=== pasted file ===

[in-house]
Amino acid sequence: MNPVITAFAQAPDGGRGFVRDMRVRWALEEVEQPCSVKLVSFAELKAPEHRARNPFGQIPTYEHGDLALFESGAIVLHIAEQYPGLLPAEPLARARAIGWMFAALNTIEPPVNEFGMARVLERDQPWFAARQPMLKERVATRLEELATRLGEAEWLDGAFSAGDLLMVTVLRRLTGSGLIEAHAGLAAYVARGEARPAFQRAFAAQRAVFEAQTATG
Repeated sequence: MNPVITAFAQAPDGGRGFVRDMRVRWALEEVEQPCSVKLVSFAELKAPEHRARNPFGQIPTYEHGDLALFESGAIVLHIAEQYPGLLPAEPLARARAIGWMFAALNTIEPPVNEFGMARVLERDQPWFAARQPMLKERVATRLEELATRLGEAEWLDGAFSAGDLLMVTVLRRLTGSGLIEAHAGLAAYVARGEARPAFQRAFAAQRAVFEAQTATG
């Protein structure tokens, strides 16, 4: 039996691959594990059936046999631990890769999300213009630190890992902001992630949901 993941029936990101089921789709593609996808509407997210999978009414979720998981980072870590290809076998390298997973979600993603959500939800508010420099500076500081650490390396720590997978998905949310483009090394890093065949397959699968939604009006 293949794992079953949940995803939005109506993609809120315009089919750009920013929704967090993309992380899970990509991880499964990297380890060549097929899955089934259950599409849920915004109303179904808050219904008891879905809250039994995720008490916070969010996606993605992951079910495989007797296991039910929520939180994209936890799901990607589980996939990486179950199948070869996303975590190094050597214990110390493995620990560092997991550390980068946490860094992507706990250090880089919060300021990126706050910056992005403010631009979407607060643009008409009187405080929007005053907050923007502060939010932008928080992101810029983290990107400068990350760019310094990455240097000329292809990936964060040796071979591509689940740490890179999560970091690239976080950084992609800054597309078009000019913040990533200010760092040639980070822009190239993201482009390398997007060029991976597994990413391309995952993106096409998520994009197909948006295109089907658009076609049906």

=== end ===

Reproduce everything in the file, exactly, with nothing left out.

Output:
[in-house]
Amino acid sequence: MNPVITAFAQAPDGGRGFVRDMRVRWALEEVEQPCSVKLVSFAELKAPEHRARNPFGQIPTYEHGDLALFESGAIVLHIAEQYPGLLPAEPLARARAIGWMFAALNTIEPPVNEFGMARVLERDQPWFAARQPMLKERVATRLEELATRLGEAEWLDGAFSAGDLLMVTVLRRLTGSGLIEAHAGLAAYVARGEARPAFQRAFAAQRAVFEAQTATG
Repeated sequence: MNPVITAFAQAPDGGRGFVRDMRVRWALEEVEQPCSVKLVSFAELKAPEHRARNPFGQIPTYEHGDLALFESGAIVLHIAEQYPGLLPAEPLARARAIGWMFAALNTIEPPVNEFGMARVLERDQPWFAARQPMLKERVATRLEELATRLGEAEWLDGAFSAGDLLMVTVLRRLTGSGLIEAHAGLAAYVARGEARPAFQRAFAAQRAVFEAQTATG
């Protein structure tokens, strides 16, 4: 039996691959594990059936046999631990890769999300213009630190890992902001992630949901 993941029936990101089921789709593609996808509407997210999978009414979720998981980072870590290809076998390298997973979600993603959500939800508010420099500076500081650490390396720590997978998905949310483009090394890093065949397959699968939604009006 293949794992079953949940995803939005109506993609809120315009089919750009920013929704967090993309992380899970990509991880499964990297380890060549097929899955089934259950599409849920915004109303179904808050219904008891879905809250039994995720008490916070969010996606993605992951079910495989007797296991039910929520939180994209936890799901990607589980996939990486179950199948070869996303975590190094050597214990110390493995620990560092997991550390980068946490860094992507706990250090880089919060300021990126706050910056992005403010631009979407607060643009008409009187405080929007005053907050923007502060939010932008928080992101810029983290990107400068990350760019310094990455240097000329292809990936964060040796071979591509689940740490890179999560970091690239976080950084992609800054597309078009000019913040990533200010760092040639980070822009190239993201482009390398997007060029991976597994990413391309995952993106096409998520994009197909948006295109089907658009076609049906």